UAE climate minister says Israel offers Emiratis a model of collaborative, interconnected ecosystem’
When Mariam bint Mohammed AlMheiri landed in Tel Aviv last year, she didn’t know what to expect. A serial startup founder and environmentalist, AlMheiri is used to experimenting and exploring. But as the first United Arab Emirates minister to visit Israel after the Abraham Accords normalized ties between the countries in 2020, she was taking a leap of faith.
Stirring interest: Convincing Israeli entrepreneurs to come to the UAE is easy, but getting Emirati businesses interested in Israel is more challenging, AlMheiri, the UAE’s minister of climate change and the environment, told The Circuit’s Gabby Deutch at the Milken Institute Global Conference earlier this month in Los Angeles. “I’ve seen more interest in Israel working in the UAE, but I think that’s because they are further down the line in their business mindset,” she noted. “The UAE is still coming along to this idea of being also a kind of ‘startup nation’ as well.”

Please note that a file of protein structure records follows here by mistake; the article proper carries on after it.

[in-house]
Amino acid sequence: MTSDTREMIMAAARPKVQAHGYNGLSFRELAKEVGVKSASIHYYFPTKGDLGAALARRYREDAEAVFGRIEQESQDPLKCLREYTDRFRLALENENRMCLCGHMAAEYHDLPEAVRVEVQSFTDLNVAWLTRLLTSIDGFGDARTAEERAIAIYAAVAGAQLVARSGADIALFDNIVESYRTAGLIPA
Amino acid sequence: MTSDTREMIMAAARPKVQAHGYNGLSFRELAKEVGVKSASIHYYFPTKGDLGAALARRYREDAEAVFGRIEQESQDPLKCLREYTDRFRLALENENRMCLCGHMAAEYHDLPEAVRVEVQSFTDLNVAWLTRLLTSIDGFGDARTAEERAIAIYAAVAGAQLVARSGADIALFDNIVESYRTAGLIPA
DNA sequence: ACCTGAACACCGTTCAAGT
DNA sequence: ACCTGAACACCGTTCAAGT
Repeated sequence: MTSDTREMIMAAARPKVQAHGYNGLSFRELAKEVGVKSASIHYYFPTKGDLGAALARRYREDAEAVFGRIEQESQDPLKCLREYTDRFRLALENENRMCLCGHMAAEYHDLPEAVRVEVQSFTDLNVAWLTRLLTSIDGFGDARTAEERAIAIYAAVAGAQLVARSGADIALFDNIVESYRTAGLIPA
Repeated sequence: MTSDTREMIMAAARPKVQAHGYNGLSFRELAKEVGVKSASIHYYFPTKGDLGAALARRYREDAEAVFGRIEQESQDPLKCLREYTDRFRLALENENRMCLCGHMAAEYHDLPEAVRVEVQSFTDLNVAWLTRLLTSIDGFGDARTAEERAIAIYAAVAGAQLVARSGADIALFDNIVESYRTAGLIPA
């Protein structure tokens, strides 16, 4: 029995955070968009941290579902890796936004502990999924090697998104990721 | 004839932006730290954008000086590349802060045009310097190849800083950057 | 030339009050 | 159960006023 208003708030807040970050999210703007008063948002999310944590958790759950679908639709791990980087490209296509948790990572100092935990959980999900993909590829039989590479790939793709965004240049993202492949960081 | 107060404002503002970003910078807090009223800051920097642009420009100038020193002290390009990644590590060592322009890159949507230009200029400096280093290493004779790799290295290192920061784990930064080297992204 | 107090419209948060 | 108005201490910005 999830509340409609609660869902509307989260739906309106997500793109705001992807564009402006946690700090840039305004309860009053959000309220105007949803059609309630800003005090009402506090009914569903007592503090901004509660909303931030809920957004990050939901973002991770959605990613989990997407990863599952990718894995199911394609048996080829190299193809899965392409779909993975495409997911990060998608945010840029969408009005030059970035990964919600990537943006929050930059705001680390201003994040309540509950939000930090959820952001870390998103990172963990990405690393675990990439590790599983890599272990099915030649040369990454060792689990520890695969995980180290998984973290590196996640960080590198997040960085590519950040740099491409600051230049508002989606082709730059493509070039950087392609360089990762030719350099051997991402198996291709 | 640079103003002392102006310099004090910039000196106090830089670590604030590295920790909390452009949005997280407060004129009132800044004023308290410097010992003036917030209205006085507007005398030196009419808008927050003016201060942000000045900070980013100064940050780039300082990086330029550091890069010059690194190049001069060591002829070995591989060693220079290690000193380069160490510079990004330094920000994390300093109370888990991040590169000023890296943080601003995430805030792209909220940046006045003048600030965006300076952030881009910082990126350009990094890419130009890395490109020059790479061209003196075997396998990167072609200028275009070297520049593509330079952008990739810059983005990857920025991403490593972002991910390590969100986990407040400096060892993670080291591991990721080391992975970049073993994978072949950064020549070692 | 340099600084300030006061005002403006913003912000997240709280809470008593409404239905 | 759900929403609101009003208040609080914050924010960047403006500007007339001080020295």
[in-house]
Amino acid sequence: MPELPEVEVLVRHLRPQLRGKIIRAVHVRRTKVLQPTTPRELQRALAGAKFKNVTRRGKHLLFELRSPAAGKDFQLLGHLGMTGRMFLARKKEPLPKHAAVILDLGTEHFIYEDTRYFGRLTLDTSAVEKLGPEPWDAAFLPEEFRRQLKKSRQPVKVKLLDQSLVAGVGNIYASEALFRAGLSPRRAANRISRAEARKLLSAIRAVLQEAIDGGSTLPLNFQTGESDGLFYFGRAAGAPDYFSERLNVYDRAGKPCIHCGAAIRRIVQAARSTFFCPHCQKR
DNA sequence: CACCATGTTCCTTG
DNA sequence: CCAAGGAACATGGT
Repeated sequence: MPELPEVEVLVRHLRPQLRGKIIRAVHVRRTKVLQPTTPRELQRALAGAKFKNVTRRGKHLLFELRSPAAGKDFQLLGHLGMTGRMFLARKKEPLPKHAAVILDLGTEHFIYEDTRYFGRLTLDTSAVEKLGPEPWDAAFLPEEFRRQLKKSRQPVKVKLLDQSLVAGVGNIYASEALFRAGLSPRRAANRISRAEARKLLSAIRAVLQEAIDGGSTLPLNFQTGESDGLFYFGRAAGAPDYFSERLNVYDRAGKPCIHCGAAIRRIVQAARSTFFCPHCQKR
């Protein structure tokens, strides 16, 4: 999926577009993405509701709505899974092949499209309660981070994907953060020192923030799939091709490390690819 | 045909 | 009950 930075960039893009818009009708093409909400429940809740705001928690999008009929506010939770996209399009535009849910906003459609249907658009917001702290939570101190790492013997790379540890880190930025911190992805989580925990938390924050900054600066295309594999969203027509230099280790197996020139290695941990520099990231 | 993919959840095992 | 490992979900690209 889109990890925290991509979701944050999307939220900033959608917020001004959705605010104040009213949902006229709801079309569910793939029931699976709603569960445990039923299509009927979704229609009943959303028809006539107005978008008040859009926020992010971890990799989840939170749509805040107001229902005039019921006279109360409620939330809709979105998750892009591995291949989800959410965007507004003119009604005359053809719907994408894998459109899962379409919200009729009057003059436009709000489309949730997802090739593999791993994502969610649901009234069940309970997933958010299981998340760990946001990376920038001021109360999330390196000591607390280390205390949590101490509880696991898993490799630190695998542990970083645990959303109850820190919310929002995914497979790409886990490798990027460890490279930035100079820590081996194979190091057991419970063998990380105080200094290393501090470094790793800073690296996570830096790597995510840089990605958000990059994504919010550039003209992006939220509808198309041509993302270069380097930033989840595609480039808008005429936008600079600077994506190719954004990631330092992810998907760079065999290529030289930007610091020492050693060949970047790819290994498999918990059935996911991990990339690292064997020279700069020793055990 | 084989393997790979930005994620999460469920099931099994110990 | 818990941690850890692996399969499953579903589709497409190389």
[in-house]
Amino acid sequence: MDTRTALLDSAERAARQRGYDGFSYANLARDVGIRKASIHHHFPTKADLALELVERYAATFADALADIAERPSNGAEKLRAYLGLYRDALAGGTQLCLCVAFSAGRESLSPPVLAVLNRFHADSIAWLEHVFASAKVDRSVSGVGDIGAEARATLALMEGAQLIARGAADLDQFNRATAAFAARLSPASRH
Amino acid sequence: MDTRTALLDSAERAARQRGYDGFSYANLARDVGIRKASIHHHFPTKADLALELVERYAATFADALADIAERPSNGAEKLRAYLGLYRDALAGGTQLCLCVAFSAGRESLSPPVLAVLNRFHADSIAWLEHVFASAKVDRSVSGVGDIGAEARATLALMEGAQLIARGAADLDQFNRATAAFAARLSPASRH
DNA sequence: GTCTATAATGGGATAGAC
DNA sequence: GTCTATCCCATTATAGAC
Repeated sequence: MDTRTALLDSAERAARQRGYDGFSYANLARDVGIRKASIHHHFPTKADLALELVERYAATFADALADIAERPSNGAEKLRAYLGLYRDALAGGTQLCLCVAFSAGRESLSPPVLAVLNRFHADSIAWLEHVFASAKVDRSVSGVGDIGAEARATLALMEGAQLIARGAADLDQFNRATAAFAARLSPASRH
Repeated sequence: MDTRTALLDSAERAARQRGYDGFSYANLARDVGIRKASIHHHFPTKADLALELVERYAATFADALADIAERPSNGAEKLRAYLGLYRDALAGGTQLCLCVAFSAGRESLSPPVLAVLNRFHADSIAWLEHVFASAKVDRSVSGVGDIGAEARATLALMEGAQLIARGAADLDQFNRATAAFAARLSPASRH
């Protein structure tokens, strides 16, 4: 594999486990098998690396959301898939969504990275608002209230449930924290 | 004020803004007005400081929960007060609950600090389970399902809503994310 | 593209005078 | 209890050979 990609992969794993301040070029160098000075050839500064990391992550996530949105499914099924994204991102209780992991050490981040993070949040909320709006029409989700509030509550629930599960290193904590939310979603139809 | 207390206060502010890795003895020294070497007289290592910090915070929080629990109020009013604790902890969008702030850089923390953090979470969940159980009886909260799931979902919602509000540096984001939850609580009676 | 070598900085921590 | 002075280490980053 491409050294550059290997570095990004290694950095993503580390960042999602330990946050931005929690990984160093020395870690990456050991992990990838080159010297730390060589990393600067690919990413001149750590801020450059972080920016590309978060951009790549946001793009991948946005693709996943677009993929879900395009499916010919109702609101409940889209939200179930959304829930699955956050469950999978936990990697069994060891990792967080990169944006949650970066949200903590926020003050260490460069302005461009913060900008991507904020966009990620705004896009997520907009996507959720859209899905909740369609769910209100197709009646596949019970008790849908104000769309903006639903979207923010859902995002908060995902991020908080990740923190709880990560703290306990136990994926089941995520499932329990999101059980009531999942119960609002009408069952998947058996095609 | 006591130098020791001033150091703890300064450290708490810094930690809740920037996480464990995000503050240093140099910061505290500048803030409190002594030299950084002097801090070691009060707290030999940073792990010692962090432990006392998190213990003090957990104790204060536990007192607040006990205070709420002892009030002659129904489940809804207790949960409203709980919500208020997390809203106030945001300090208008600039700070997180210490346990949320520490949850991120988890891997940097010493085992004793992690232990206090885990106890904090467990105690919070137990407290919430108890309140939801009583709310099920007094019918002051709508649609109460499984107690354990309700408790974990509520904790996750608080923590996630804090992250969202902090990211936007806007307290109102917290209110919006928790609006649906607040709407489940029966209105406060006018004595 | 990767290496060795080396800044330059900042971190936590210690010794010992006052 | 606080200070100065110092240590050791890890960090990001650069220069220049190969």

Dynamic hub: The Abraham Accords provided Israeli businesses with an unexpected and lucrative opportunity: access to one of the most dynamic business hubs in the world. And the new relationship gave the UAE a model of how to build a collaborative, interconnected tech ecosystem. What Emirati companies are looking for, AlMheiri said, is “technology partners more than looking at market access.”
High Seas: Israel’s Zim Integrated Shipping Lines nearly tripled first-quarter profit, generating $1.7 billion in net income as the breakdown in global supply chains has boosted prices for moving cargo.